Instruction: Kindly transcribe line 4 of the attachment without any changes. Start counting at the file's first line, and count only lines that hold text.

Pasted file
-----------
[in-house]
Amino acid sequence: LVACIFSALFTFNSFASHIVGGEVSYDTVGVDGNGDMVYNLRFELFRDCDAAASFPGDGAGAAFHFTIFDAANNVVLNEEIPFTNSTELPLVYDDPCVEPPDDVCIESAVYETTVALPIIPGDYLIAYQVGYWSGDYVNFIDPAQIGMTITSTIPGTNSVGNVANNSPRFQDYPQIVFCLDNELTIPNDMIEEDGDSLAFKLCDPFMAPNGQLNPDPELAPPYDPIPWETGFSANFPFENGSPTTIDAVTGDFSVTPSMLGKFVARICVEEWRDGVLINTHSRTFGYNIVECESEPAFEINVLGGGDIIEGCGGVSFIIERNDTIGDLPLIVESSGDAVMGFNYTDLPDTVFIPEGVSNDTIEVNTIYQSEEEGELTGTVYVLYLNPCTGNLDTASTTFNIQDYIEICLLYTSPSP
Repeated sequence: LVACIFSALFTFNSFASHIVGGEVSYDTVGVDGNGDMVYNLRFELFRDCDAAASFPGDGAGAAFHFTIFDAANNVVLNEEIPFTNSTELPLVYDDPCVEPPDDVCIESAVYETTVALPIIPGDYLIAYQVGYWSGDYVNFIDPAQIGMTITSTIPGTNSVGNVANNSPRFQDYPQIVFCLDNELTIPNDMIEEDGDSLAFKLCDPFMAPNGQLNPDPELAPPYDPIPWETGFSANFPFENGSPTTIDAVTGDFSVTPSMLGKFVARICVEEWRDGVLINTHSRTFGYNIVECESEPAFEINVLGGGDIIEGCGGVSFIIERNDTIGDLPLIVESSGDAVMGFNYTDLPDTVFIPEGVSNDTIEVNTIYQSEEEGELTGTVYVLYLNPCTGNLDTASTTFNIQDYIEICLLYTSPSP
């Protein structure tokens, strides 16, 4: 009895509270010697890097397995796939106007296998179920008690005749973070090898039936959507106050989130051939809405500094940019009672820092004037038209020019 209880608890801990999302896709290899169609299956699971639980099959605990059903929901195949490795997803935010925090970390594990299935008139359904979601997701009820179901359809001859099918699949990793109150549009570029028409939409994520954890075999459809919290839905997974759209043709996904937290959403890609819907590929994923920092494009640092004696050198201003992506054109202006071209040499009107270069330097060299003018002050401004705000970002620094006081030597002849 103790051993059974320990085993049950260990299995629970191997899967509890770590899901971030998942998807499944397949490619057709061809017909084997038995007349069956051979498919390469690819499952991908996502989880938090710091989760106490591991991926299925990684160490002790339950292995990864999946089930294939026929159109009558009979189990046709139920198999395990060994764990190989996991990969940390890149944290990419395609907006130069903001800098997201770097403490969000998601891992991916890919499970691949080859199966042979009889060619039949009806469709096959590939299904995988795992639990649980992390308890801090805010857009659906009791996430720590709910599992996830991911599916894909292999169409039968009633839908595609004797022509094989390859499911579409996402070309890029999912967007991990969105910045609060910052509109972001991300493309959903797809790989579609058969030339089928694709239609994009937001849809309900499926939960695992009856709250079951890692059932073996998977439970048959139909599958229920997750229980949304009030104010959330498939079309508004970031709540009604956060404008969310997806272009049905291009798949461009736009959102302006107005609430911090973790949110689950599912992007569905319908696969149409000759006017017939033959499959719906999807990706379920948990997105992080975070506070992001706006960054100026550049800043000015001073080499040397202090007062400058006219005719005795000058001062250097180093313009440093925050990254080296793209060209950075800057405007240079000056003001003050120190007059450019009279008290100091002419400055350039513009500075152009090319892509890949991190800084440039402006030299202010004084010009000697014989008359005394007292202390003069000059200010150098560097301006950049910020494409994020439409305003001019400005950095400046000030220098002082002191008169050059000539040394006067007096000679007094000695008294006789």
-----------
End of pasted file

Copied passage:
């Protein structure tokens, strides 16, 4: 009895509270010697890097397995796939106007296998179920008690005749973070090898039936959507106050989130051939809405500094940019009672820092004037038209020019 209880608890801990999302896709290899169609299956699971639980099959605990059903929901195949490795997803935010925090970390594990299935008139359904979601997701009820179901359809001859099918699949990793109150549009570029028409939409994520954890075999459809919290839905997974759209043709996904937290959403890609819907590929994923920092494009640092004696050198201003992506054109202006071209040499009107270069330097060299003018002050401004705000970002620094006081030597002849 103790051993059974320990085993049950260990299995629970191997899967509890770590899901971030998942998807499944397949490619057709061809017909084997038995007349069956051979498919390469690819499952991908996502989880938090710091989760106490591991991926299925990684160490002790339950292995990864999946089930294939026929159109009558009979189990046709139920198999395990060994764990190989996991990969940390890149944290990419395609907006130069903001800098997201770097403490969000998601891992991916890919499970691949080859199966042979009889060619039949009806469709096959590939299904995988795992639990649980992390308890801090805010857009659906009791996430720590709910599992996830991911599916894909292999169409039968009633839908595609004797022509094989390859499911579409996402070309890029999912967007991990969105910045609060910052509109972001991300493309959903797809790989579609058969030339089928694709239609994009937001849809309900499926939960695992009856709250079951890692059932073996998977439970048959139909599958229920997750229980949304009030104010959330498939079309508004970031709540009604956060404008969310997806272009049905291009798949461009736009959102302006107005609430911090973790949110689950599912992007569905319908696969149409000759006017017939033959499959719906999807990706379920948990997105992080975070506070992001706006960054100026550049800043000015001073080499040397202090007062400058006219005719005795000058001062250097180093313009440093925050990254080296793209060209950075800057405007240079000056003001003050120190007059450019009279008290100091002419400055350039513009500075152009090319892509890949991190800084440039402006030299202010004084010009000697014989008359005394007292202390003069000059200010150098560097301006950049910020494409994020439409305003001019400005950095400046000030220098002082002191008169050059000539040394006067007096000679007094000695008294006789």